Cancer Research UK says that it has been granted exclusive marketing rights in Europe and the USA for a previously-shelved drug, fenretinide, and in doing so has secured its first orphan drug licence.
Fenretinide was first developed in the 1970s by Johnson & Johnson as a possible treatment for breast cancer, but never made it to market. Now out of patent, fenretinide has been studied by research groups in relation to various types of cancer, including the Ewing’s sarcoma family of tumours (ESFT), a group of rare cancers that affect around one in every million young people, usually diagnosed in adolescence, in the EU each year.
The charity noted that a number of laboratory studies of fenretinide in ESFT cells were carried out by Dr Sue Burchill of the University of Leeds, and “her promising results” convinced Cancer Research UK to apply for orphan designation for the use of fenretinide in the treatment of soft tissue sarcomas and malignant bone tumours – two categories of disease in the ESFT group.
Getting orphan status will make it easier for Cancer Research UK’s development company, Cancer Research Technology , to attract biotechnology companies to partner with the charity to help develop fenretinide, which will be accelerated through the European Medicines Agency’s and the US Food and Drug Administration’s approval processes. It was noted that CRT and its partners will have ten and seven years to exclusively market the drug in the EU and USA respectively.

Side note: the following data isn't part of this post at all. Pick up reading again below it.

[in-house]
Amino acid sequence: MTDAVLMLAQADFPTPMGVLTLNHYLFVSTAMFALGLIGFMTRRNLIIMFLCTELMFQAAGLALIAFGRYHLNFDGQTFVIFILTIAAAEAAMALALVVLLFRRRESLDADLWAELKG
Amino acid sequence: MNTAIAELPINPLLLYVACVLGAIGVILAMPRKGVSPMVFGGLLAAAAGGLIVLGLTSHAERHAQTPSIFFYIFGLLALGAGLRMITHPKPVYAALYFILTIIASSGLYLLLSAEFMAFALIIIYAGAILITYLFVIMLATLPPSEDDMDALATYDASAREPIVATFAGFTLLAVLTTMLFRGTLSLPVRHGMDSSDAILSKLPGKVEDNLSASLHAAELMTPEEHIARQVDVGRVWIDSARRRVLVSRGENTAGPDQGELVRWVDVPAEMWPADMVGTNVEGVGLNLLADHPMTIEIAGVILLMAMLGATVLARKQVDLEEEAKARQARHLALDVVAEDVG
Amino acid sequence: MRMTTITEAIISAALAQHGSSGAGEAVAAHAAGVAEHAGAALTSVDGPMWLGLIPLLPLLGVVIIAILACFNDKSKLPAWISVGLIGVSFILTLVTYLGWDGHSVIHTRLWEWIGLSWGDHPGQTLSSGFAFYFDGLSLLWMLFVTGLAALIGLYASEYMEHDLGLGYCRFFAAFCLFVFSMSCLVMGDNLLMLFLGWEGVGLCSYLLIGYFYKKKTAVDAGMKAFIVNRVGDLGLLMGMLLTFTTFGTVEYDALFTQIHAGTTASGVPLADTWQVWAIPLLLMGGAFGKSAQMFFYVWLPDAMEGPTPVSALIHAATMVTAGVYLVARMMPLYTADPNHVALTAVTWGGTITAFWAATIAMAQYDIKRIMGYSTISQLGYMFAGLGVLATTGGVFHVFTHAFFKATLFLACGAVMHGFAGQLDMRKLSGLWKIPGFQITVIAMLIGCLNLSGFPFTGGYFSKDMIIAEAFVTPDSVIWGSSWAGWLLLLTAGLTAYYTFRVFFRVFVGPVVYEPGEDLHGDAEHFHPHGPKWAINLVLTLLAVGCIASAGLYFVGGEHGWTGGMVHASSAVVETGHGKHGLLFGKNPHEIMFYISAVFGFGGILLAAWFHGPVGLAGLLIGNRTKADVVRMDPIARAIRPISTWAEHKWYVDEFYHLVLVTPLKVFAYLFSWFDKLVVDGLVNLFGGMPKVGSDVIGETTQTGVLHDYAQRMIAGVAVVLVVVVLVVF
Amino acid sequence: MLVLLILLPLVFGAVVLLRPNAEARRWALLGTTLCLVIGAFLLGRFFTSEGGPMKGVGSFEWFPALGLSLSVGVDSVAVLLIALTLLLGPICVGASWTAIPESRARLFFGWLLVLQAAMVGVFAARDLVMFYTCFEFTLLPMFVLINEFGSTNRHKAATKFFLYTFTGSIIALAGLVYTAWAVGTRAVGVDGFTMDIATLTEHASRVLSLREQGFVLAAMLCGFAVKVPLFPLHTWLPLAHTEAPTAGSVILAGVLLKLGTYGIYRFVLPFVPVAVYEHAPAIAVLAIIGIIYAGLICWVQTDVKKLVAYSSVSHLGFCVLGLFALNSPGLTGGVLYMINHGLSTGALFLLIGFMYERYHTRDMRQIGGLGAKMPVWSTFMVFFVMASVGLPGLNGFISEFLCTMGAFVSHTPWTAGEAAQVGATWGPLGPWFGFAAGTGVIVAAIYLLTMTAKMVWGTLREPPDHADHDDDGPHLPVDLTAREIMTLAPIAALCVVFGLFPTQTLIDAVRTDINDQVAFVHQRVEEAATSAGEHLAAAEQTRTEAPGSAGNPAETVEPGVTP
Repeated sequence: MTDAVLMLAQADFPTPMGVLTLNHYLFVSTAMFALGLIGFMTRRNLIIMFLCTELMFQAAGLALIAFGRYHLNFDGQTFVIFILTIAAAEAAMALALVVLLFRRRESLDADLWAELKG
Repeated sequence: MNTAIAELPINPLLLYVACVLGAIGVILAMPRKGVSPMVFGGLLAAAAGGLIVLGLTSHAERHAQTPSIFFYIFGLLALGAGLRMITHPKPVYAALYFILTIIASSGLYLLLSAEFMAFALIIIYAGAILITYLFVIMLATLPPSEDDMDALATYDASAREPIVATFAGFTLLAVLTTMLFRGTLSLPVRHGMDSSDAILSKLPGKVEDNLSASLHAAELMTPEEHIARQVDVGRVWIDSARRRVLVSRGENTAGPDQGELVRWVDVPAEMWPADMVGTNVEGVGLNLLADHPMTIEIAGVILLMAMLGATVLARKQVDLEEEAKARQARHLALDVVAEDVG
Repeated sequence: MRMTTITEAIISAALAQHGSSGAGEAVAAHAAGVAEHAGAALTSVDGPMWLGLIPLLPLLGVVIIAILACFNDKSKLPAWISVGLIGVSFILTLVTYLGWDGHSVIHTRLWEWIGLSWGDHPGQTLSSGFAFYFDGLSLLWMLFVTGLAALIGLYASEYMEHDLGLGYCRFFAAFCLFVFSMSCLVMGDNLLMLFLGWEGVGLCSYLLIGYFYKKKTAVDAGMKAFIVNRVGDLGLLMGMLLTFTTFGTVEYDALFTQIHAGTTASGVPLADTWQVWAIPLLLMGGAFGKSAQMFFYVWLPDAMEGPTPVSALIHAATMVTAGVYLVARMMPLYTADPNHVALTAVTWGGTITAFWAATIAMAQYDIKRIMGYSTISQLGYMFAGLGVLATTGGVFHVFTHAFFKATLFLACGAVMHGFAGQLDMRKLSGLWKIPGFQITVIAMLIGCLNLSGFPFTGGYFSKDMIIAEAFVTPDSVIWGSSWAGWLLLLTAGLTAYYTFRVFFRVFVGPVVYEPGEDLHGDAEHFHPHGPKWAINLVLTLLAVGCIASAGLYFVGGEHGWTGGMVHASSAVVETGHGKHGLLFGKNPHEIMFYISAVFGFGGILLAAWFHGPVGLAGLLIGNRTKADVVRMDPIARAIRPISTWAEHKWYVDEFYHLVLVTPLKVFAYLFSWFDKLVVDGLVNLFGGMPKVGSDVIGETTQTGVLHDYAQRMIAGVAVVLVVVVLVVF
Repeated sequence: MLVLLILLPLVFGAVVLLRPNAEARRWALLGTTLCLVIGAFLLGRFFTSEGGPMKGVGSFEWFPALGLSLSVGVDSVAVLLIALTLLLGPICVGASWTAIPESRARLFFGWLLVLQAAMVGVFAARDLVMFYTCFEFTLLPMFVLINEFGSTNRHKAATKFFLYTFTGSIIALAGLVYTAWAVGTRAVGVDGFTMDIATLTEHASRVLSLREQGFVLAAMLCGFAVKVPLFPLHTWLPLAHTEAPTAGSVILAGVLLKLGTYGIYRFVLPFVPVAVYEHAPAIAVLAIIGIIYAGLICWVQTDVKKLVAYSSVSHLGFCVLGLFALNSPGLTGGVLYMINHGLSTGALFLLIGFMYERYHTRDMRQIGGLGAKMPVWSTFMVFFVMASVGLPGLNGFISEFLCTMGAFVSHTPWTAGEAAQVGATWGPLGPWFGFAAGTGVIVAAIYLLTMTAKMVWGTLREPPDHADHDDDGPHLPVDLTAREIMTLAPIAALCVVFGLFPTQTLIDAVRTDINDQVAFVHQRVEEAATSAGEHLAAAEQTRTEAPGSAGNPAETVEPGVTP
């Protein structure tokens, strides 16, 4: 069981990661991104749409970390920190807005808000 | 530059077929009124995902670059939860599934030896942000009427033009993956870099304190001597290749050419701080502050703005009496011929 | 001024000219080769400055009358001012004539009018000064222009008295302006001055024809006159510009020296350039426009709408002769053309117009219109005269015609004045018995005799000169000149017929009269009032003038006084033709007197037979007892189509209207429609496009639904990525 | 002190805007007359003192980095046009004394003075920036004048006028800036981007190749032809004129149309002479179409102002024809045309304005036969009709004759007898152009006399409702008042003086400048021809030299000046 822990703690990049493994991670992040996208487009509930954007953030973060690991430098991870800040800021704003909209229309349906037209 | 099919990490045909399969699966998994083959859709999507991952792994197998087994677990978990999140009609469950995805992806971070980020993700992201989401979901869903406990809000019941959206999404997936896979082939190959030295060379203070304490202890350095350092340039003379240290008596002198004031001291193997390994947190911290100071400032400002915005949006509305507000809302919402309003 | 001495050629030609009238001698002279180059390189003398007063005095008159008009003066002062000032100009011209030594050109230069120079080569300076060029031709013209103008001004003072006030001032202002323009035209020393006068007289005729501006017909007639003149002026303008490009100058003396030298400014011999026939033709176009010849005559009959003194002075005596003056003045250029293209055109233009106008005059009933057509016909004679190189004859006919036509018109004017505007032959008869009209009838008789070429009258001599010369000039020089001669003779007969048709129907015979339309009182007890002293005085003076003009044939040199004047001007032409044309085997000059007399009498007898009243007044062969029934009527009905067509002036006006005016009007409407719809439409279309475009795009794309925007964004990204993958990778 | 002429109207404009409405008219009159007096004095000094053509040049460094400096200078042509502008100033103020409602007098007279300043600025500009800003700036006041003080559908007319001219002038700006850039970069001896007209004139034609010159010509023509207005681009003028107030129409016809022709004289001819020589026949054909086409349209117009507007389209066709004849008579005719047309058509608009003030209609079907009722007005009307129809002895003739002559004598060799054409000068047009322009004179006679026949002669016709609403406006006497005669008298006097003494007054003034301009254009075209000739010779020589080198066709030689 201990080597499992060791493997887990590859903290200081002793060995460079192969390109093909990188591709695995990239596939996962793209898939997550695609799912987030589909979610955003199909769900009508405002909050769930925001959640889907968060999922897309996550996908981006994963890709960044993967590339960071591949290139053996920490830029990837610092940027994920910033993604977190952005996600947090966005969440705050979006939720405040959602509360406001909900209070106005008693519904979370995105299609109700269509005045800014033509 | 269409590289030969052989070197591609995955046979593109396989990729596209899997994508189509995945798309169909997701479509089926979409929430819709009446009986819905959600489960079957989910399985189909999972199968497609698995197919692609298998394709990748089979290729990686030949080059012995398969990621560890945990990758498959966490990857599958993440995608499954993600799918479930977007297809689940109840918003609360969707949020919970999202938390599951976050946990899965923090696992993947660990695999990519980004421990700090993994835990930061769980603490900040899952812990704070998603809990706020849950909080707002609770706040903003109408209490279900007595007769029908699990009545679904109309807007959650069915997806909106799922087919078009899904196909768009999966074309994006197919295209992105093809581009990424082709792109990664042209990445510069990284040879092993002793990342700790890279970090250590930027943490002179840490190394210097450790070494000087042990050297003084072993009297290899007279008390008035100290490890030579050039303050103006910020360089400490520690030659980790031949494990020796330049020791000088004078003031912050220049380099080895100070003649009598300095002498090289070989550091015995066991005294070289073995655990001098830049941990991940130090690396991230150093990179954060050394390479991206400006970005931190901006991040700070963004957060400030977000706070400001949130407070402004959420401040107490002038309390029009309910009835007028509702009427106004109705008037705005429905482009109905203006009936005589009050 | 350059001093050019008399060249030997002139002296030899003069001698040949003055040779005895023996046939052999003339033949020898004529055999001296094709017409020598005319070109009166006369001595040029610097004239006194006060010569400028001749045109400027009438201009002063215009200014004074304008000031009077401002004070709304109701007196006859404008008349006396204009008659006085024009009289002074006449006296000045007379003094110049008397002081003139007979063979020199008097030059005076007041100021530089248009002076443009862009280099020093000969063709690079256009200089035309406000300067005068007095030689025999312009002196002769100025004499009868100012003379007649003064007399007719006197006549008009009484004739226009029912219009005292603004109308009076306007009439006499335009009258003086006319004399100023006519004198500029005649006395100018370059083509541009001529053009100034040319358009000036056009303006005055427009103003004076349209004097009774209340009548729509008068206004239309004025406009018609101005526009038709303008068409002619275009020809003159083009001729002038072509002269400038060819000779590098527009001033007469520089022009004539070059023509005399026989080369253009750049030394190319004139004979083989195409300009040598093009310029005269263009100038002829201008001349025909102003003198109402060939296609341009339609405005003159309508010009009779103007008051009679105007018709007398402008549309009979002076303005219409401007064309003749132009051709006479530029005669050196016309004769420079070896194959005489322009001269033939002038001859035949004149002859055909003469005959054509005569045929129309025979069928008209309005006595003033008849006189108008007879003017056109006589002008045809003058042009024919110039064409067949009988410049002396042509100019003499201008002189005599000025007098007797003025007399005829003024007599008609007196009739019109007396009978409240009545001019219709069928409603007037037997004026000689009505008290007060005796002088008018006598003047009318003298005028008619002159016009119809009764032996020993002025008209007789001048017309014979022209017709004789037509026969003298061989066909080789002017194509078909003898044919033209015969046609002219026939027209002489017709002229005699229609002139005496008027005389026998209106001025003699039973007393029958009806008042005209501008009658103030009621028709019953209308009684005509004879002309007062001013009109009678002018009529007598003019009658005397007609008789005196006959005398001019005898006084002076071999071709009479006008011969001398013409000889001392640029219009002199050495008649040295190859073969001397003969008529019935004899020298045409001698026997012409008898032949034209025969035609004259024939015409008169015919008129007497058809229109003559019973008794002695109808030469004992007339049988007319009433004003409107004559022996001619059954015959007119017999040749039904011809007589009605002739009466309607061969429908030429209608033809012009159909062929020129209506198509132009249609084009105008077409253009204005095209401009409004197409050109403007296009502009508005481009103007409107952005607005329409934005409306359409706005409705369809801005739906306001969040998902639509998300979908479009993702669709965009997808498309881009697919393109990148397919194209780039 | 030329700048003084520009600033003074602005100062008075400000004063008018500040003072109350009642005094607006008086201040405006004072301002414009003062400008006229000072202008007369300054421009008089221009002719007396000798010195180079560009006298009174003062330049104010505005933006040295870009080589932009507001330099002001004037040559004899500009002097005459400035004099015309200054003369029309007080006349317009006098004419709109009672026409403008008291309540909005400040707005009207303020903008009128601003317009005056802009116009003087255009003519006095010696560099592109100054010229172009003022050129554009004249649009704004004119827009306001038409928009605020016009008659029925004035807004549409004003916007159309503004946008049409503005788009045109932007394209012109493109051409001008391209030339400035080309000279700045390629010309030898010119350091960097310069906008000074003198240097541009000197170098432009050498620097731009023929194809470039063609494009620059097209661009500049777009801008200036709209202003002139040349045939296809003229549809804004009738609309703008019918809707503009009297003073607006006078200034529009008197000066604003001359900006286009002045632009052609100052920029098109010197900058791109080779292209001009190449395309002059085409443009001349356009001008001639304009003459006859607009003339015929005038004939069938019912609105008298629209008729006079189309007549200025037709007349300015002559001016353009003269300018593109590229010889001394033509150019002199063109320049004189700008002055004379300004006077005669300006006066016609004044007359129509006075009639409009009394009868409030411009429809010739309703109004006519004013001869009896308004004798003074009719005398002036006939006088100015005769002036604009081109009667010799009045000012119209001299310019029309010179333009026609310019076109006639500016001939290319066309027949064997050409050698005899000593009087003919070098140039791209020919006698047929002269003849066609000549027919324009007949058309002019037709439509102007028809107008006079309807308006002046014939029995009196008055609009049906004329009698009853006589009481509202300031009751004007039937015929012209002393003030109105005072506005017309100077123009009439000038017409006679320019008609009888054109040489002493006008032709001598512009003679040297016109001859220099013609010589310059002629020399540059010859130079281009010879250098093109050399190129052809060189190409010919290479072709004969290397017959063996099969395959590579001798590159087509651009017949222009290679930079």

A Phase II trial of fenretinide is being planned and Dr Ian Lewis, the paediatric oncologist who will be leading the study at St James’s University Hospital, Leeds, noted that the drug has already been tested in adults and children in the first phase “ so we know how it affects the body.” He added that “we can safely move to Phase II trials, and see if fenretinide lives up to the promise it has shown in the laboratory for Ewing’s sarcoma and related cancers.”